‘For these men are lately drawn from the ways of peace. They fight not for the lust of conquest. They fight to end conquest. They fight to liberate. They fight to let justice arise, and tolerance and good will among all Thy people. They yearn but for the end of battle, for their return to the haven of home.’’
President Franklin D. Roosevelt
Weather conditions over Normandy had been iffy for days. Shortly after midnight on June 6, 1944, thousands of Allied paratroopers were dropped behind enemy lines over the Normandy peninsula.
Later that morning 75 years ago today, the first American, British and Canadian troops would come ashore, storming beaches code-named Gold, Sword, Juno, Utah and Omaha.
It was D-Day, the largest amphibious operation of all time and the beginning of the end of World War II. The invasion created a two-front war for Nazi Germany, one that would end with an Allied victory less than a year later.
Codenamed Operation Overlord, planning for the invasion began in 1943. Although the initiative had been seized from the Germans some months before, the western Allies had been unable to mass sufficient men and material to risk an attack in northern Europe. The Allies landed around 156,000 troops in Normandy, according to the D-Day Museum. The American forces numbered 73,000, including 23,250 on Utah Beach, 34,250 on Omaha Beach and 15,500 airborne troops. In the British and Canadian sector, 83,115 troops landed, including 24,970 on Gold Beach, 21,400 on Juno Beach, 28,845 on Sword Beach and 7,900 airborne troops.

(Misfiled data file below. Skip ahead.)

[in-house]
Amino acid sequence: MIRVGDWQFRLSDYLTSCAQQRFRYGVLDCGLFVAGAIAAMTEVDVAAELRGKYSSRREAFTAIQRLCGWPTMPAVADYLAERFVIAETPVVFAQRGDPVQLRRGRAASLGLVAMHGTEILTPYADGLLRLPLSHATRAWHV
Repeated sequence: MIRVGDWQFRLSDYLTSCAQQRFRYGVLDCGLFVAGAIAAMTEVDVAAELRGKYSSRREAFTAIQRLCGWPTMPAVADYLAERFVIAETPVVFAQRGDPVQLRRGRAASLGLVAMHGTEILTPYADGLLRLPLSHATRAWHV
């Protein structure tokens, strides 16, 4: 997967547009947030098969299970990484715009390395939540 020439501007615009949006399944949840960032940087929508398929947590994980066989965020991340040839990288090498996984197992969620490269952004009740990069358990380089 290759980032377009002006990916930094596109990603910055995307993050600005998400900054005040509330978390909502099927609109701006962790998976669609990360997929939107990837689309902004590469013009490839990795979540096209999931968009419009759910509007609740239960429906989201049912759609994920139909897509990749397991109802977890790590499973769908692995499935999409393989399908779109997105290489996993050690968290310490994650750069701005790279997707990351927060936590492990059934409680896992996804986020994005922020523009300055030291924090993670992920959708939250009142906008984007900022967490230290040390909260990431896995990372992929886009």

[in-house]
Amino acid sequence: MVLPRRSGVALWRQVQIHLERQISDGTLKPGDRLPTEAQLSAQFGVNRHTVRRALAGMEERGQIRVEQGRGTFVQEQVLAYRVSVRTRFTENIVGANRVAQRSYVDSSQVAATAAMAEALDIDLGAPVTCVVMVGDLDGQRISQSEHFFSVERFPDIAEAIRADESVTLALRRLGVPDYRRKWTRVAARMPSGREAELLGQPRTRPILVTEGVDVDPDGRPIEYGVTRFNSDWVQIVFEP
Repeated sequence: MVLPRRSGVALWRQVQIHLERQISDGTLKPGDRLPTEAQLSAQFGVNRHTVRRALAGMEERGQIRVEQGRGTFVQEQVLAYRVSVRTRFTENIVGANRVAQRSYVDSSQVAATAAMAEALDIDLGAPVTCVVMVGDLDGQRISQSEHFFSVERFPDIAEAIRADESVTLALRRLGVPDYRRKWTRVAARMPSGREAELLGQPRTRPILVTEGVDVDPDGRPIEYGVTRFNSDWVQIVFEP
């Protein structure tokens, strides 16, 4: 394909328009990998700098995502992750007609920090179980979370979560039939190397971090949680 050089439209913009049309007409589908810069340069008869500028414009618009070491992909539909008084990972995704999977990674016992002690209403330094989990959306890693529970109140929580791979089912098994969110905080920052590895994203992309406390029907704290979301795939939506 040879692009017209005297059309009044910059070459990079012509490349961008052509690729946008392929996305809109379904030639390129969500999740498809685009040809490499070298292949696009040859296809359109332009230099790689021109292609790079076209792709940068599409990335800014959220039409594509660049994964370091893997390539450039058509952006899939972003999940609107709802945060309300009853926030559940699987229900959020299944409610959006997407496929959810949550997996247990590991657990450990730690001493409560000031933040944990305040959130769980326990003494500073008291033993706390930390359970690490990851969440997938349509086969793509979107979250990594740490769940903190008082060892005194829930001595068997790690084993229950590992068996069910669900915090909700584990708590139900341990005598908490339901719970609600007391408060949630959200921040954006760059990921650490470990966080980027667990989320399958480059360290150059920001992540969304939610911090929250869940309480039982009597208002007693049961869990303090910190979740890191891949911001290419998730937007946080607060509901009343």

According to the museum, naval forces included 1,213 naval combat ships, 4,126 landing ships and landing craft, 736 ancillary craft and 864 merchant vessels. About 11,590 aircraft were available to support the landings on D-Day. Allied aircraft flew 14,674 sorties, and 127 were lost.
In the airborne landings, 2,395 aircraft and 867 gliders of the Royal Air Force and U.S. Army Air Force were used on D-Day.
American and Allied forces suffered almost 10,000 casualties during the operation.
Few of the remaining veterans speak of the harrowing assault — the parachute drops into pre-dawn darkness, the desperate scrambles ashore from landing craft under withering German fire, the heroic acts that saved lives or comforted the dying.
Members of VFW Post 1836 will gather today to commemorate the 75th anniversary of that turning point. As we pause to reflect upon both the heroic and horrific sacrifices made by members of ‘‘the greatest generation’’ during a time of terror and valor, we can’t help but wonder how, or if, future generations will remember that ‘‘longest day.’’
We hope they are aware of what this country sacrificed to protect and preserve the freedom we cherish today. It would be a shame if they did not.